1. Stay in apartments booked through Airbnb, VRBO or one of the other home-sharing sites where we are more likely to live like locals. Landlords are often the first locals we meet and great resources for local events and information.
  2. Keep most of our time unscheduled. We balance scheduled visits to attractions with open time to wander and observe.
  3. People watch. We love to sit on a park bench or at an out-door café and observe life going on around us.
  4. Spend extended time in each location, much more time than guidebooks recommend.
  5. Seek opportunities to visit with locals and ask them for recommendations-where they like to eat, what they like to do, where are the hidden gems.
  6. Eat like a local. Food is such an important part of the culture. We go to markets and eat at restaurants frequented by locals. A menu without an English translation is a good indicator the restaurant is for locals. If we have trouble ordering, there is usually someone at the restaurant who can help us.
  7. Take a chance on local experiences that we know nothing about. Some of the time we are underwhelmed, but most of the time we are delighted. And all the time, we enjoy having an experience with the locals. One time we followed a huge group of people walking in the opposite direction from us and ended up watching a thrilling Gaelic football match between Dublin and Kildare with 80,000 boisterous fans.


  8. Learn at least a little of the local language and use it. This one can be hard when I am unsure about correct pronunciation. However, most of the time, the locals appreciate my efforts even when I feel like I am murdering the language.
  9. Download one of the many apps that help navigate a new city. We especially like City Walks whose maps and guided walks help us find new places to explore.

Two years ago, we returned to Florence, one of our original three Italian cities, for five weeks. Our goal was to live in Florence, not just visit it.  After living in Paris for a month the previous year, we were pretty sure that five weeks would not feel too long.  We took cooking classes, hiked rural areas outside the city, took day trips to neighboring villages, visited with locals and made return visits to our favorite restaurants.  By the time we left, locals were calling us by name in the piazza and stopping us on the street to go for a coffee.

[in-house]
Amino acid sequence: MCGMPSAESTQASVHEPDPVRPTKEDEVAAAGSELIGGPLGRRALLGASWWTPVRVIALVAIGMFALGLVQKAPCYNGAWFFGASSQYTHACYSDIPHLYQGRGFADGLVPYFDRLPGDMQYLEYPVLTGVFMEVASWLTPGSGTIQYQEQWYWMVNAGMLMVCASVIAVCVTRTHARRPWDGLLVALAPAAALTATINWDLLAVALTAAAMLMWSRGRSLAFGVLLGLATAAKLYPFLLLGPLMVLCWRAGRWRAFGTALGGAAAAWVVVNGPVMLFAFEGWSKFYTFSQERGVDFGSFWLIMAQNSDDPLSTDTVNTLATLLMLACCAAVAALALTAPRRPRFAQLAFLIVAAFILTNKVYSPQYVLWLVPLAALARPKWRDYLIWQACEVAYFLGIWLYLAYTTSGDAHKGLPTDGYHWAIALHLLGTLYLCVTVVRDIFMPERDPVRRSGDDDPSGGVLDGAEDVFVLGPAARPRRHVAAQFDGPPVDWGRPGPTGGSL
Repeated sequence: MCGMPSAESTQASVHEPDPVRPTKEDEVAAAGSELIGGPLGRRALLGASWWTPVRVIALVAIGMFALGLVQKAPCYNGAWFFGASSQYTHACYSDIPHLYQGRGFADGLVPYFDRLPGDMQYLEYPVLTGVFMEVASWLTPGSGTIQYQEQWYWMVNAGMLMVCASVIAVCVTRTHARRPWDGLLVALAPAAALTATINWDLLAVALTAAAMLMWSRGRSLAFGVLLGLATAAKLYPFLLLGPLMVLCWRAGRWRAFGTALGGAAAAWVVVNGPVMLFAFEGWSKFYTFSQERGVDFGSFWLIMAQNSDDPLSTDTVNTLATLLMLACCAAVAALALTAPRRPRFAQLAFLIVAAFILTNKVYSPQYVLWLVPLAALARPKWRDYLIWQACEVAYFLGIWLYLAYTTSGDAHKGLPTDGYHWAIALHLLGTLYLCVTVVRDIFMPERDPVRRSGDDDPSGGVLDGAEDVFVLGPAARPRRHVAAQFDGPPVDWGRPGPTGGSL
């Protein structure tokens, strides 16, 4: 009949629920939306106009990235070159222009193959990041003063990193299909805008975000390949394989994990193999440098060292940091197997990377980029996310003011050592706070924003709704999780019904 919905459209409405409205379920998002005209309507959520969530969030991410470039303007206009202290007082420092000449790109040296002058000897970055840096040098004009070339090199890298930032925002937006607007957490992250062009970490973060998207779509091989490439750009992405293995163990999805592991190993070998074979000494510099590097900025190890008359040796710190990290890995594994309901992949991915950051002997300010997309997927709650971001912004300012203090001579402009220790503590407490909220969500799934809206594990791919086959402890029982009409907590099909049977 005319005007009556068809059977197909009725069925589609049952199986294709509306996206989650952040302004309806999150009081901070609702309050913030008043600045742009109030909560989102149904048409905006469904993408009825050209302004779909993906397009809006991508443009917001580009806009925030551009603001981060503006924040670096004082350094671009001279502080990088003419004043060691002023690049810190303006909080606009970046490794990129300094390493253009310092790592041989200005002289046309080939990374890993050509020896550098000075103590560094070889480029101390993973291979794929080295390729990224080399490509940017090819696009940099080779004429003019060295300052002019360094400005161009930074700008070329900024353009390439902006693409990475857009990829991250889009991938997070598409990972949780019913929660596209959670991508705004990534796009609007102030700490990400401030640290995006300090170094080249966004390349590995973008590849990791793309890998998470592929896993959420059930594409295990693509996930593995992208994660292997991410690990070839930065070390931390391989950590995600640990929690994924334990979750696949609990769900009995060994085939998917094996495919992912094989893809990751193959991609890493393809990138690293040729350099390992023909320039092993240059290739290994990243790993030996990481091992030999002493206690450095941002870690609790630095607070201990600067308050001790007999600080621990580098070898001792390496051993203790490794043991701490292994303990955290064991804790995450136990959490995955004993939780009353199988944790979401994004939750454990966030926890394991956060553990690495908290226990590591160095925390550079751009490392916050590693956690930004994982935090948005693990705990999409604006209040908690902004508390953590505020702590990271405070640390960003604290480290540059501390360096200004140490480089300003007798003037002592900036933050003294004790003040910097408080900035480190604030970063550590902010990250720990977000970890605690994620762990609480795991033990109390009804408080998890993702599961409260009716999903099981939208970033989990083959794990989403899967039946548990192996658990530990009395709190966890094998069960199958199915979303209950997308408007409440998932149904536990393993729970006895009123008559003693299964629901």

We know that staying longer in one location limits the number of places we can experience, and we have many places on our “want-to-experience” list. But after almost ten years of enjoying slow travel, we realize that the joys of really experiencing a new place outweigh the allure of visiting more new places.


Farewell, Ireland

For my last day in Ireland, Paul, Bob and I played Spanish Point Golf Club, a little nine-hole course on the Atlantic coast in County Clare. It is quite informal- pay your green fee and play the nine holes as many times as you like.

Paul and Debbie

We played twice.  Although we couldn’t always see the green for our hole, we could see lots of other golfers on this cozy little course, and by the second time around we recognized a number of other groups.

My golf buddies, Paul and Bob

It was a hilly course, fun to walk, and just like all the other Irish courses I have played-had lots of rough to hide your errant shots.

Paul and Bob looking for lost golf balls

It was the windiest round of golf I have ever played, with gusts reaching forty mph-so windy that Paul was sporting a new “do” by the end  of our round.

We ended the day in typical Irish fashion with a pint and trad music.

Three trips to Ireland now, and I find this enchanting country more magical each time I visit. Wild Atlantic Way, a new web site and app that charts a route and highlights along nine coastal counties, was a great resource. I loved seeing the road signs that alerted us that we were on the Wild Atlantic Way; I knew it would be beautiful.

Dear, Ireland, I will return.

Ennis Solo

Paul picked up our friend Bob at the airport today, and they golfed at Ballybunion, so I got a solo day in delightful Ennis. Everything I wanted to see and do was walking distance from our B&B.

First stop-the Clare Museum, a wonderful little museum that documents the history of County Clare from the earliest days to the present.

I explored the little streets in the town center. One shop had a wall of fascinators, the little headpieces often seen in the United Kingdom.

I found two shops I had read about. Craft Works sells local products, hand made within thirty miles of Ennis.

Seoidin sells handmade jewelry that is designed in Ireland.

I ate lunch at the Souper Cafe and had a wonderful roasted vegetable soup that was so creamy without having any cream. My waiter told me it took them a long time to get the right consistency.

My final stop was the Ennis Friary. Established in the 13th century as a Franciscan friary. it is pretty much a ruin today.  After learning about the history of the powerful O’Brien family in County Clare, I was not surprised to learn that they had established the friary.

The guys got back early evening.

Bob having his first pint in Ireland